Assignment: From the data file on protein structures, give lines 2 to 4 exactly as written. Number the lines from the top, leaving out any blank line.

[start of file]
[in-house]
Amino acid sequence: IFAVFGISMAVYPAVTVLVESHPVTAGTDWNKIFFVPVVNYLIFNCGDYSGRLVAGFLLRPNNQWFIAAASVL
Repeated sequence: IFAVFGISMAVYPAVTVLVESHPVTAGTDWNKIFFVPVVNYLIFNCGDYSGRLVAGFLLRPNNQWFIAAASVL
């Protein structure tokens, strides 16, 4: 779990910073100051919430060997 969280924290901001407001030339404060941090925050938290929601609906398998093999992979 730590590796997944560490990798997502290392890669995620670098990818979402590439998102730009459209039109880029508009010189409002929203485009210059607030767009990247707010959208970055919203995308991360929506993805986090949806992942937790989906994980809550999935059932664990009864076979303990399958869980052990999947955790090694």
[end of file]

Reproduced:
Amino acid sequence: IFAVFGISMAVYPAVTVLVESHPVTAGTDWNKIFFVPVVNYLIFNCGDYSGRLVAGFLLRPNNQWFIAAASVL
Repeated sequence: IFAVFGISMAVYPAVTVLVESHPVTAGTDWNKIFFVPVVNYLIFNCGDYSGRLVAGFLLRPNNQWFIAAASVL
């Protein structure tokens, strides 16, 4: 779990910073100051919430060997 969280924290901001407001030339404060941090925050938290929601609906398998093999992979 730590590796997944560490990798997502290392890669995620670098990818979402590439998102730009459209039109880029508009010189409002929203485009210059607030767009990247707010959208970055919203995308991360929506993805986090949806992942937790989906994980809550999935059932664990009864076979303990399958869980052990999947955790090694």